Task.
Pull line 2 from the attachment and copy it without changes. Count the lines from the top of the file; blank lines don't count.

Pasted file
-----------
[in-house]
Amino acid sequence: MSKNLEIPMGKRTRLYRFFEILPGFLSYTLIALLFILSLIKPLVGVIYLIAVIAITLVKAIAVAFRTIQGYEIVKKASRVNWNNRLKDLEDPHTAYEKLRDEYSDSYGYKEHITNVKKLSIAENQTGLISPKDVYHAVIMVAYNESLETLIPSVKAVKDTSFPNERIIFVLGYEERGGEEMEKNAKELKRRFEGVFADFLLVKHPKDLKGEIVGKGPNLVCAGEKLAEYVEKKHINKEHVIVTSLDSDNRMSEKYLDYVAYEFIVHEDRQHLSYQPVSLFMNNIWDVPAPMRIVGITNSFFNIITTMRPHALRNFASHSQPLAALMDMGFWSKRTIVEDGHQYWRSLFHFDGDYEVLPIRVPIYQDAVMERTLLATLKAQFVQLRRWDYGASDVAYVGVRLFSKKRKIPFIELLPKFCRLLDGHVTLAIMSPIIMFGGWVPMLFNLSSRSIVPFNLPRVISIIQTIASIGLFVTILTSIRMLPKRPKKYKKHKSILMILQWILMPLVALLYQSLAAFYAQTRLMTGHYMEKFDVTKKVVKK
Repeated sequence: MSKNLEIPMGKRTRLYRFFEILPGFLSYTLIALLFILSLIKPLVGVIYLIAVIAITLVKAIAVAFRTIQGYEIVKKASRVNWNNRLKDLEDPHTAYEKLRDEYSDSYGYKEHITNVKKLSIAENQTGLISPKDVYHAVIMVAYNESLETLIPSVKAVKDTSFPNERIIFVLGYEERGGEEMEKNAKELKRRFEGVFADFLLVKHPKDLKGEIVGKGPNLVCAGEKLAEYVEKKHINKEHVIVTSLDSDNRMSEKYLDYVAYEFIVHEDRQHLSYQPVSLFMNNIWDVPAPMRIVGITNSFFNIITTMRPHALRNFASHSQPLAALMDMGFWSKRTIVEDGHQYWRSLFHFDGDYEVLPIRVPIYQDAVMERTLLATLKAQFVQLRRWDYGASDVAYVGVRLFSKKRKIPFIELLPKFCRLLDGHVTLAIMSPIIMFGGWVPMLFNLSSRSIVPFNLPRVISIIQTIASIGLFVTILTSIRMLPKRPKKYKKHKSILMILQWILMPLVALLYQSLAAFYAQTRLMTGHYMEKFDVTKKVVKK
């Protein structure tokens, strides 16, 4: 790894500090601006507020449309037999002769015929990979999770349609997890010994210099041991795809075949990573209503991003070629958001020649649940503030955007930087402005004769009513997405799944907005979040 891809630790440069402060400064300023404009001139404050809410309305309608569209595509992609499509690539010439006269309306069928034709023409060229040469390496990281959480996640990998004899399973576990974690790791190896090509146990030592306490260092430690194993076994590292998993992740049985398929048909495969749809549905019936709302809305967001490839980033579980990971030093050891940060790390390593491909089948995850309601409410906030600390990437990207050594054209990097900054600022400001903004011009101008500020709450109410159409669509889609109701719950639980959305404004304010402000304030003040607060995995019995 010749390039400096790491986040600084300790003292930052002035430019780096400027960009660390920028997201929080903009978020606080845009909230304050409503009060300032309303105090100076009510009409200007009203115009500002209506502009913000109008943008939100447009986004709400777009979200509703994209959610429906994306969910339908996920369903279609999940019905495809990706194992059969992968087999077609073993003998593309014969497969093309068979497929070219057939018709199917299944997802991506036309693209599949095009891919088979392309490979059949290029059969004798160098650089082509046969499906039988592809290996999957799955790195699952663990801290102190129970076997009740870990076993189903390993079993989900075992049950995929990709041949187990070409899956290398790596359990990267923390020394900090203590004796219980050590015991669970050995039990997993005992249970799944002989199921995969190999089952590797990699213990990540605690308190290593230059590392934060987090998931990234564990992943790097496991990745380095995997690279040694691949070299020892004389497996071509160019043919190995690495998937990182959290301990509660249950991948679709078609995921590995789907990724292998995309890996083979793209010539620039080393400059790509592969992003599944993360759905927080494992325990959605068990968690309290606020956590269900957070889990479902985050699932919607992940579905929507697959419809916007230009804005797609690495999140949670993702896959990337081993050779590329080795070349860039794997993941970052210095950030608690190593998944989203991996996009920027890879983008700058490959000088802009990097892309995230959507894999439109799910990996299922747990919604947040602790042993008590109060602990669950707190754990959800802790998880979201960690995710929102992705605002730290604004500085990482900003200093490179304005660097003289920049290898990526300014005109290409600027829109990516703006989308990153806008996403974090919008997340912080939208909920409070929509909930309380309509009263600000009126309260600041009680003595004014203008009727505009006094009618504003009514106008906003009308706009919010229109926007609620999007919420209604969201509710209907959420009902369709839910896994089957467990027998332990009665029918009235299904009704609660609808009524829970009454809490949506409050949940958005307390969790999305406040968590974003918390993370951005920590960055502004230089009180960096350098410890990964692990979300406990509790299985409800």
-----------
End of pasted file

Amino acid sequence: MSKNLEIPMGKRTRLYRFFEILPGFLSYTLIALLFILSLIKPLVGVIYLIAVIAITLVKAIAVAFRTIQGYEIVKKASRVNWNNRLKDLEDPHTAYEKLRDEYSDSYGYKEHITNVKKLSIAENQTGLISPKDVYHAVIMVAYNESLETLIPSVKAVKDTSFPNERIIFVLGYEERGGEEMEKNAKELKRRFEGVFADFLLVKHPKDLKGEIVGKGPNLVCAGEKLAEYVEKKHINKEHVIVTSLDSDNRMSEKYLDYVAYEFIVHEDRQHLSYQPVSLFMNNIWDVPAPMRIVGITNSFFNIITTMRPHALRNFASHSQPLAALMDMGFWSKRTIVEDGHQYWRSLFHFDGDYEVLPIRVPIYQDAVMERTLLATLKAQFVQLRRWDYGASDVAYVGVRLFSKKRKIPFIELLPKFCRLLDGHVTLAIMSPIIMFGGWVPMLFNLSSRSIVPFNLPRVISIIQTIASIGLFVTILTSIRMLPKRPKKYKKHKSILMILQWILMPLVALLYQSLAAFYAQTRLMTGHYMEKFDVTKKVVKK